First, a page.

(Originally Published on 10/01/2014)
When studying the old and modern masters, it is wonderful to learn how to do a stroke to achieve that grass or that lighting, however, the really interesting aspect for me is always to learn what led to which decisions.
|Feeling evoked through pose and colors.|
Like the Ishioka Benchmark, I suppose many artists have a set of rules they work with, the common known is the golden cut or spiral. My personal set of rules has with facts/feelings a new register and I thought I share what I know about it.
“This post is about how to skip halfhearted approaches to art and why it is better to have a set of rules instead of a facebook group to help you with critique.”
It does not work like a drawer where you put something in order to categorize art, this is simply not possible.
What I often observe is that there is actually no need for realism aka facts in artworks. Most successful artists make up with feelings what they can´t back up with facts.
And if you think about it, this holds truth; realism is all about technique. But technique is nothing you will be paid for as an artist, neither in fine arts nor in illustration.
I practice this by watching artworks this way:” does this look like fact or is it feeling?” You´ll be surprised how many artworks you will find in your favorite art books that skip the facts!
It is nothing against realism, before photography was evolved it was the only way to depict reality. From what I have learned, it is the best to put feelings first in an artwork and then back it up with facts as much as possible. They both can work well together.
An example; an appearance of a character is per se shallow, adding details that are personal and authentic make them come alive, regardless of how strong the rendering is.
That is the reason so many cyborg renditions are *pardon* dispensable, as they can´t reflect reality but also lack emotion and that is why these works don´t resonate.
For a Photoshop workshop this might be still considered OK you think, but people don’t buy what you do, they buy why you do it. Simon Sinek
Which leads me to the conclusion that if you do it because of the technique, they buy it because of the technique and that reduces you as an artist to a technician, which is a waste in my opinion.
That pushes me to the viewer side, the other end of the art and this part is so often overlooked it makes me cringe.
A viewer does not need a benchmark, they view a work and in a split second they decide if they like it or not. As artists, I believe it is our serious mission to be clear about what we do and how others perceive it. There should not be room for a tiny misinterpretation.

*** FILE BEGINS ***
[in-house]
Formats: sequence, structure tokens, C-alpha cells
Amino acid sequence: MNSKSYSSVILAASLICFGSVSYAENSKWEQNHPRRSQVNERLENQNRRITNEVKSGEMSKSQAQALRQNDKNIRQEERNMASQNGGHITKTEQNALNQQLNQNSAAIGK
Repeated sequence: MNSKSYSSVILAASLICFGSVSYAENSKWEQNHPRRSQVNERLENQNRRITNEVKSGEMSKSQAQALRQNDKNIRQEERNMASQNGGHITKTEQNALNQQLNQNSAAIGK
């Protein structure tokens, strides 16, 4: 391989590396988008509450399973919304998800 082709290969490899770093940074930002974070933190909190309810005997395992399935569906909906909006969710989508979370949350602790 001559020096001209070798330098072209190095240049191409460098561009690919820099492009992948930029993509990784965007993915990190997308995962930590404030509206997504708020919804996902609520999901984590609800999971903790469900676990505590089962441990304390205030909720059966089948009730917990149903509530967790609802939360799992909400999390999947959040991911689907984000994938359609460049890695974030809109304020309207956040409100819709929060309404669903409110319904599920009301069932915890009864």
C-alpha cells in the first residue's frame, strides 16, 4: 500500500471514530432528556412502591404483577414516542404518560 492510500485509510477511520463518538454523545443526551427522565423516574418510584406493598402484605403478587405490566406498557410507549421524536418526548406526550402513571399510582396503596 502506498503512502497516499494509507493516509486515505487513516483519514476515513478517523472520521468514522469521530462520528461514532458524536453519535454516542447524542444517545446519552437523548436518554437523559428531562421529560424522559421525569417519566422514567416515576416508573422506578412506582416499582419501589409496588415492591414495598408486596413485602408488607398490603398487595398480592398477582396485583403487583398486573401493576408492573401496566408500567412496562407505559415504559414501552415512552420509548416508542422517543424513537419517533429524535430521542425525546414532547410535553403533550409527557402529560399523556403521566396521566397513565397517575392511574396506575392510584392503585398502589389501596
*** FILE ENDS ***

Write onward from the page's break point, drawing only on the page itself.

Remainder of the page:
Feedback for this is essential and in the process of getting constructive feedback I have seen so many people fail, it is hilarious – at the head my own humble attempts of course.
One thing beforehand: The place you pick for feedback will shape your body of work.
In the following I explain why a set of rules and benchmarks is better than your “inner circle”, facebook group, client or spouse.
When I mean facebook group I mean those places like Level-Up or the likes, it is ridiculous to think you can reach someone there and if you do, you get so many different pointers that you wish you had never asked. Or you are already good enough that you actually level-up on your own set of rules. And of course, there are groups where you get overpaintings and critique you have never asked for, true story.
An inner circle is fine, you work with your buddies in a collective studio, even better. But they will not replace a benchmark or your own set of rules once you go solo. You will always be dependent on peers.
A client knows (most of the time) none of your business, he or she loves your work and don´t care about technique as long as the result is authentically yours. He/she has a few spots for requests in every commission and has the generous seat in the front row. You can ask what a client thinks but only put it in consideration, the more you grant every wish, the less authentic the artwork will be.
Real friends, spouse, wife and family, they all have something to say and are eager to know what you are working on. Sometimes they see little things you don´t even notice and that is good, but if your wife is also an artist, then you need to decide if you rather like to discuss or if you want the work to get done.